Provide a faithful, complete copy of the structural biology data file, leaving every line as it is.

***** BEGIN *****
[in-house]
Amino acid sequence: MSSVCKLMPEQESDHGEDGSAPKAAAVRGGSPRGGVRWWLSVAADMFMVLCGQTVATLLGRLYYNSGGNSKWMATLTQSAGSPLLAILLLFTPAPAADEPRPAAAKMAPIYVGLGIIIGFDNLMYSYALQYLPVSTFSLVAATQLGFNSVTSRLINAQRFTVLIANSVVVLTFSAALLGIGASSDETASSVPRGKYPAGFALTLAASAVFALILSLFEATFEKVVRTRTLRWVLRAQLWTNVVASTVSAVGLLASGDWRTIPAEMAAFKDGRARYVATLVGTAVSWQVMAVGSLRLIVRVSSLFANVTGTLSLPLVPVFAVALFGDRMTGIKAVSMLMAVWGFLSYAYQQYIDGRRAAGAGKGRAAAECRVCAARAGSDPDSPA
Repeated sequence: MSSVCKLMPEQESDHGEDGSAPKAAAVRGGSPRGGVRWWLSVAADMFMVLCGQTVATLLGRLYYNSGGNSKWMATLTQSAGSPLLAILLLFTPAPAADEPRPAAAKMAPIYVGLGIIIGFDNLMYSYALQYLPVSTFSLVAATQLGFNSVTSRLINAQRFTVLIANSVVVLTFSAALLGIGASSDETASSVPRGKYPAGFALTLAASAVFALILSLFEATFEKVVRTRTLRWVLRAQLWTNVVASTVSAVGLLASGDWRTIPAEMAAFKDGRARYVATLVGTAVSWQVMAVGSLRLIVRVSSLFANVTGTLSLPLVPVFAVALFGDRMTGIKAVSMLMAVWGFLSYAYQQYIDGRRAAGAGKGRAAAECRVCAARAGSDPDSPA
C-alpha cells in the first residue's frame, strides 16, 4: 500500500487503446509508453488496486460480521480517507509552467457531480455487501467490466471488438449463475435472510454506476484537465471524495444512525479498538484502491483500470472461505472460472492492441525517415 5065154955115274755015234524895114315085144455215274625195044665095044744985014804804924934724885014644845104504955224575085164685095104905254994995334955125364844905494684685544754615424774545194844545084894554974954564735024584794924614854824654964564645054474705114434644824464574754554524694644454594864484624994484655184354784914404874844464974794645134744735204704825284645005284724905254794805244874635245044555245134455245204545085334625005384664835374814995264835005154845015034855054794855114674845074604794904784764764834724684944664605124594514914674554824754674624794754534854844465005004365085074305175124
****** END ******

[in-house]
Amino acid sequence: MSSVCKLMPEQESDHGEDGSAPKAAAVRGGSPRGGVRWWLSVAADMFMVLCGQTVATLLGRLYYNSGGNSKWMATLTQSAGSPLLAILLLFTPAPAADEPRPAAAKMAPIYVGLGIIIGFDNLMYSYALQYLPVSTFSLVAATQLGFNSVTSRLINAQRFTVLIANSVVVLTFSAALLGIGASSDETASSVPRGKYPAGFALTLAASAVFALILSLFEATFEKVVRTRTLRWVLRAQLWTNVVASTVSAVGLLASGDWRTIPAEMAAFKDGRARYVATLVGTAVSWQVMAVGSLRLIVRVSSLFANVTGTLSLPLVPVFAVALFGDRMTGIKAVSMLMAVWGFLSYAYQQYIDGRRAAGAGKGRAAAECRVCAARAGSDPDSPA
Repeated sequence: MSSVCKLMPEQESDHGEDGSAPKAAAVRGGSPRGGVRWWLSVAADMFMVLCGQTVATLLGRLYYNSGGNSKWMATLTQSAGSPLLAILLLFTPAPAADEPRPAAAKMAPIYVGLGIIIGFDNLMYSYALQYLPVSTFSLVAATQLGFNSVTSRLINAQRFTVLIANSVVVLTFSAALLGIGASSDETASSVPRGKYPAGFALTLAASAVFALILSLFEATFEKVVRTRTLRWVLRAQLWTNVVASTVSAVGLLASGDWRTIPAEMAAFKDGRARYVATLVGTAVSWQVMAVGSLRLIVRVSSLFANVTGTLSLPLVPVFAVALFGDRMTGIKAVSMLMAVWGFLSYAYQQYIDGRRAAGAGKGRAAAECRVCAARAGSDPDSPA
C-alpha cells in the first residue's frame, strides 16, 4: 500500500487503446509508453488496486460480521480517507509552467457531480455487501467490466471488438449463475435472510454506476484537465471524495444512525479498538484502491483500470472461505472460472492492441525517415 5065154955115274755015234524895114315085144455215274625195044665095044744985014804804924934724885014644845104504955224575085164685095104905254994995334955125364844905494684685544754615424774545194844545084894554974954564735024584794924614854824654964564645054474705114434644824464574754554524694644454594864484624994484655184354784914404874844464974794645134744735204704825284645005284724905254794805244874635245044555245134455245204545085334625005384664835374814995264835005154845015034855054794855114674845074604794904784764764834724684944664605124594514914674554824754674624794754534854844465005004365085074305175124